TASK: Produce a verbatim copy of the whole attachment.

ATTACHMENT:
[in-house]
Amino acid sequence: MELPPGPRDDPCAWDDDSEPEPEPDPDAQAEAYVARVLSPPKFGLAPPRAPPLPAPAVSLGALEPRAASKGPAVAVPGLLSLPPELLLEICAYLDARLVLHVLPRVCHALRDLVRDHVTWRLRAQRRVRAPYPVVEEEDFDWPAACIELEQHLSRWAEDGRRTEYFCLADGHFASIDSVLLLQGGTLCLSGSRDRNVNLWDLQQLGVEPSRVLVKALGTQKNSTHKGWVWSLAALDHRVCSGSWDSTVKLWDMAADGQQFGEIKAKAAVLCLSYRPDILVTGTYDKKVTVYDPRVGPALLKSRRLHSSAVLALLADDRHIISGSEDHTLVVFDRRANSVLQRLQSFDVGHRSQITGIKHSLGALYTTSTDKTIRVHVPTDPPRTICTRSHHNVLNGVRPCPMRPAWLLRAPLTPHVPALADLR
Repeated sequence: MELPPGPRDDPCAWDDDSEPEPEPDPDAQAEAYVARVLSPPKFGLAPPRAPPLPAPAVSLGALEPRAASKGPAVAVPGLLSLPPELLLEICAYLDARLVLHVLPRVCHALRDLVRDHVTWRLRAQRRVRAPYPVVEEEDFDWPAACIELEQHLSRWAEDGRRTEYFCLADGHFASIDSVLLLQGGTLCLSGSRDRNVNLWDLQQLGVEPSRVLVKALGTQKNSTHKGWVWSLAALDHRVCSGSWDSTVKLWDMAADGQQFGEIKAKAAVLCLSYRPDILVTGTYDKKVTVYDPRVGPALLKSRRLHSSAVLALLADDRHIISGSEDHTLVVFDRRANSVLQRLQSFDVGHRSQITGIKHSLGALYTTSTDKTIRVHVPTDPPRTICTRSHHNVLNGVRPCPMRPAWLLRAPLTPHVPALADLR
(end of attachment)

[in-house]
Amino acid sequence: MELPPGPRDDPCAWDDDSEPEPEPDPDAQAEAYVARVLSPPKFGLAPPRAPPLPAPAVSLGALEPRAASKGPAVAVPGLLSLPPELLLEICAYLDARLVLHVLPRVCHALRDLVRDHVTWRLRAQRRVRAPYPVVEEEDFDWPAACIELEQHLSRWAEDGRRTEYFCLADGHFASIDSVLLLQGGTLCLSGSRDRNVNLWDLQQLGVEPSRVLVKALGTQKNSTHKGWVWSLAALDHRVCSGSWDSTVKLWDMAADGQQFGEIKAKAAVLCLSYRPDILVTGTYDKKVTVYDPRVGPALLKSRRLHSSAVLALLADDRHIISGSEDHTLVVFDRRANSVLQRLQSFDVGHRSQITGIKHSLGALYTTSTDKTIRVHVPTDPPRTICTRSHHNVLNGVRPCPMRPAWLLRAPLTPHVPALADLR
Repeated sequence: MELPPGPRDDPCAWDDDSEPEPEPDPDAQAEAYVARVLSPPKFGLAPPRAPPLPAPAVSLGALEPRAASKGPAVAVPGLLSLPPELLLEICAYLDARLVLHVLPRVCHALRDLVRDHVTWRLRAQRRVRAPYPVVEEEDFDWPAACIELEQHLSRWAEDGRRTEYFCLADGHFASIDSVLLLQGGTLCLSGSRDRNVNLWDLQQLGVEPSRVLVKALGTQKNSTHKGWVWSLAALDHRVCSGSWDSTVKLWDMAADGQQFGEIKAKAAVLCLSYRPDILVTGTYDKKVTVYDPRVGPALLKSRRLHSSAVLALLADDRHIISGSEDHTLVVFDRRANSVLQRLQSFDVGHRSQITGIKHSLGALYTTSTDKTIRVHVPTDPPRTICTRSHHNVLNGVRPCPMRPAWLLRAPLTPHVPALADLR